Master of Science in Industrial Engineering (MSIE)
EMS systems coordinate the equipment, facilities, and dispatch of medical teams to 911 calls within a geographic region. The time required for an ambulance to arrive at a caller’s location is an important performance metric for measuring the effectiveness of an EMS system. The distribution of ambulances throughout a region influence the response time. Discrete event simulation was used to model the urban East Baton Rouge Parish (EBR), Louisiana EMS system to assess alternatives and determine the ideal geographic distribution of ambulances for reducing response time. The region was clustered into equal area grids with a demand node centered in each grid. Nodes were weighted by historical proportion of calls received from each grid. Travel times were determined from probability distributions of historical travel times for each path. Alternative scenarios consisted of adding up to two ambulances to the system at existing stations. Average response time, 90% fractile response time, and standard deviation of response time were used to compare alternatives to the baseline and select the best alternative for the 1-median and 2-median solutions. Using historical travel times was effective in modeling the ambulance response system. The best 1-median solution was to add an ambulance to station 6 which projected to reduce the Code 3 90% fractile response time to 11.09 minutes, just over the 11 minute goal set by EBR EMS and the best 2-median solution was to add ambulances to station 6 and to stations 15 which were projected to bring the Code 3 90% fractile response time to 10.85 minutes, below the 11 minute goal. The model was able to predict which hospitals would have the greatest impact from an ED closure, but the model needs to be expanded to include the entire parish area and account for trends in inter-arrival times and call volumes over the long term in order to make accurate time predictions about large changes to the EMS system.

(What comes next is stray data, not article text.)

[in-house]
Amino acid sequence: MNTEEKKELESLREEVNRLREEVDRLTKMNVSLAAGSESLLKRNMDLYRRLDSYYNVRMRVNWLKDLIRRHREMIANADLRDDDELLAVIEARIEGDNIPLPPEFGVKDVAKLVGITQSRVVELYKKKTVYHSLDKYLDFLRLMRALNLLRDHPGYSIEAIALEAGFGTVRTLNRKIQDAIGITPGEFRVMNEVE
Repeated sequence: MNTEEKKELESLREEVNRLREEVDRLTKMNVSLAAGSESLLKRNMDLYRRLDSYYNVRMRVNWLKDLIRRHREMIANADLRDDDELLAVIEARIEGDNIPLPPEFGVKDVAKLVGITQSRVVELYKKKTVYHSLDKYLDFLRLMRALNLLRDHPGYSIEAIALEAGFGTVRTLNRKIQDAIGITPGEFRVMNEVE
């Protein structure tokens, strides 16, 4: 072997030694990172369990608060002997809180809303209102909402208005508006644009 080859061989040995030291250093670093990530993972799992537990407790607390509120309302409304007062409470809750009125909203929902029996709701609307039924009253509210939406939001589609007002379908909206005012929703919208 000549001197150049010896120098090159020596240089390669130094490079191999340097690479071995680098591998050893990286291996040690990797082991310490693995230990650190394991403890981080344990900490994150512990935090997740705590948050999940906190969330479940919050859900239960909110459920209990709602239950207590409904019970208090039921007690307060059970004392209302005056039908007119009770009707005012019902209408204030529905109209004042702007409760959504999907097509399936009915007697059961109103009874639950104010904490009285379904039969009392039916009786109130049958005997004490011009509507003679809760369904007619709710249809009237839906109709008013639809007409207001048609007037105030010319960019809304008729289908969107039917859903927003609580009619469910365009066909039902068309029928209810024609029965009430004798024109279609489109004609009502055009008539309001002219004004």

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Dupont, Allison Marie, "Location and Allocation of Emergency Medical Services" (2016). LSU Master's Theses. 2222.
Available for download on Friday, January 01, 9999